With the stakes raised higher than ever under a Covid-19 climate and forecast of uncertainty with climate change, Christchurch City Council is reaching out to the public early as it looks to formulate its plan for the next decade. Louis Day reports.
The city council's Long Term Plan 2021-2031 will set the strategic direction of the council for the next 10 years, outlining the levels of service that will be provided throughout the city and infrastructure that will be prioritised.
It will also lay out how these objectives are paid for, either through rates or other means such as borrowing or juggling finances.
As chief executive Dawn Baxendale explains, traditionally local authorities would look to engage the public in the formal consultation period, which is not due to commence until March.
But this time around, the city council is looking to start a conversation early on in order to both engage and inform the public in the Long Term Plan process which will comprise of some significant decisions that will have a lasting impact on the city.
"What we are trying to do here is step back, and go ok if we are honest the level of understanding if you were walking down the street and said to anybody 'how do you feel about the Long Term Plan?' They would look at you quite blankly," Baxendale said.
She said the council needs to do some work beforehand and that is why it does not want to do the pre-engagement.
"This is about engaging people and informing them, by doing that and giving them some of the fundamental issues that we are facing, both opportunities and challenges, it gives people time to think and gives them time to consider before the document comes.
"We are trying to build awareness and trying to build knowledge so that when we get our feedback from the public in its many glorious guises, it will be more informed."
As part of this pre-engagement phase being dubbed "what's the right game plan?" The city council will be releasing a raft of opinion pieces from elected members and articles regarding major issues concerning the council on its news platform Newsline over the next month.
Topics will touch on the conditions of roads and footpaths, rates and transport amongst other things.
Key issues for the council to consider in its plan were affordability, delivery of the basics, responding to climate change and ensuring the public's voice is heard in the formulation of the plan, Baxendale said.
Balancing these priorities will be a difficult task for the council after it took a substantial hit from the pandemic, suffering a $99 million revenue shortfall.
Baxendale said upon the delivery of the plan she would be able to make further "efficiencies" to the organisation, with 50 roles being dissolved under her year of leadership already.
Mayor Lianne Dalziel said while the plan has to possess a 10-year focus in terms of the council's finances, it also has to have a 30-year focus when it comes to infrastructure.
"That takes us out to 2050 which is when we are thinking that infrastructure lens automatically challenges us to consider the impacts of climate change, sea-level rise, increased storm events, all of the elements that we need to take into account to ensure that our city is a resilient city," she said.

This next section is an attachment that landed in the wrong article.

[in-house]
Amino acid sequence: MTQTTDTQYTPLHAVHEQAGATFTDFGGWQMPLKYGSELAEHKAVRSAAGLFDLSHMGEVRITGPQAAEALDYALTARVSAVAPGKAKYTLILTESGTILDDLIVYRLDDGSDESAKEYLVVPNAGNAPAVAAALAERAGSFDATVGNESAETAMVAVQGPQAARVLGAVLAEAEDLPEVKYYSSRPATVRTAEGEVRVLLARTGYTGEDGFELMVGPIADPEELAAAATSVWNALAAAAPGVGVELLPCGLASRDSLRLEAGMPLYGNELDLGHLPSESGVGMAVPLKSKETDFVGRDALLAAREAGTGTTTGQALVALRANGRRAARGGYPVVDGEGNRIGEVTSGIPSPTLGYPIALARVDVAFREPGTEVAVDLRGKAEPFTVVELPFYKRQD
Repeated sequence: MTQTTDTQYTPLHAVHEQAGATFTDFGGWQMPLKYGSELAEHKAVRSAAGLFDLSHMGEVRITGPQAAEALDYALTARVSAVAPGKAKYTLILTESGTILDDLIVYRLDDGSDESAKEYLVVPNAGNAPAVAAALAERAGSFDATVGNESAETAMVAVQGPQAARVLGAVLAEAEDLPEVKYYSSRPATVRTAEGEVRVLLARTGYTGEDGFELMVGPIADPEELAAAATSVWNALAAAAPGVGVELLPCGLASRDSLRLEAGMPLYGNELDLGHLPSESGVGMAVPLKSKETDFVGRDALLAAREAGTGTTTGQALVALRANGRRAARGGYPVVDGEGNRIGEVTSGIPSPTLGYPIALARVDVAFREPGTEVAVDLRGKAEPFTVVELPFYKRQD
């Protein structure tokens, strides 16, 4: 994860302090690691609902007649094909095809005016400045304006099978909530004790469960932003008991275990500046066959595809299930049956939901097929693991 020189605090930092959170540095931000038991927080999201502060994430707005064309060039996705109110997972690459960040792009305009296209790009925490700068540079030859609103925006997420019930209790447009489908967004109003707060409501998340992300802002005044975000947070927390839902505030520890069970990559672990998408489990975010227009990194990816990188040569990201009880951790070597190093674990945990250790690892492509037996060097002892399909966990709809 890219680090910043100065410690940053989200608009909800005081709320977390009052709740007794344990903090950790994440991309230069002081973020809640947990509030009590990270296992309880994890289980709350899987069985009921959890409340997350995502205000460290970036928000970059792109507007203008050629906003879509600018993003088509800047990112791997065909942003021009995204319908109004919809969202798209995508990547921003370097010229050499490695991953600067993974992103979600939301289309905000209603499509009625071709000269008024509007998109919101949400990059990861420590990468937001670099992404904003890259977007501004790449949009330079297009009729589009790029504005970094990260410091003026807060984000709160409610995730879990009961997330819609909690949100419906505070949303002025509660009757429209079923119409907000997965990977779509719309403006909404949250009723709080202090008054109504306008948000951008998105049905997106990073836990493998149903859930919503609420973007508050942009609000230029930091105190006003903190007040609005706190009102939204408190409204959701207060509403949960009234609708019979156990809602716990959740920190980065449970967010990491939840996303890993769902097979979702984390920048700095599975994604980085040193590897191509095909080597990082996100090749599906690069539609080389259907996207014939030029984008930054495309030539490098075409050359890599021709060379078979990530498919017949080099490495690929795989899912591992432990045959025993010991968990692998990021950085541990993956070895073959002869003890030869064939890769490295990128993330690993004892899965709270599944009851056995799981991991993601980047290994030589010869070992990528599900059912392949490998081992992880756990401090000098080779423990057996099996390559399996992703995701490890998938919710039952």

Dalziel said she wanted people to think about the need for the city to reduce its reliance on fossil fuels when approaching it.
The city council is aiming for Christchurch to be a carbon-neutral city by 2045. In the 2016/2017 financial year, Christchurch emitted an estimated 2,485,335 gross tonnes in carbon emissions.
With transport a key contributor to this, accounting for 53 per cent of emissions, the city council has decided to collaborate with Environment Canterbury for the first time ever on its plan as the region's public transport provider in a bid to help tackle this troubling statistic.
Water quality is another area of focus that will likely be required in the plan.
The Government has been reviewing the regulation of drinking water, wastewater and stormwater for the past three years in response to the Havelock North campylobacter outbreak that made more than 5000 violently ill and was linked to three deaths.
This review is almost certain to come to a conclusion during the lifetime of the Long Term Plan.
Christchurch has been made to have chlorine in its water for the past two years after it was revealed wells across the city did not meet safety guidelines which came as a result of the Havelock North incident.
Further regulations could be put in place upon the conclusion of the review.
Dalziel said it was important to factor in some form of investment to cater for the changes to water regulation that could arise from this review.
Dalziel also said throughout the Long Term Plan process she wanted to re-start a conversation around the "funding for water delivery," which is essentially charging households for excessive water use.
"There is going to have to be a mechanism to conserve water use for things like watering gardens and things that put pressure on our water supply at peak time and often the best way to do that is to introduce an excess charging regime."
This was proposed earlier in the year but was rejected by city councillors, with some believing the policy would disproportionately impact poorer suburbs. It would have charged those who exceed their household allocation which depends on the rating value of the property.
Houses with a lower value are given a lesser water allocation in comparison to houses with a higher value given a higher allocation.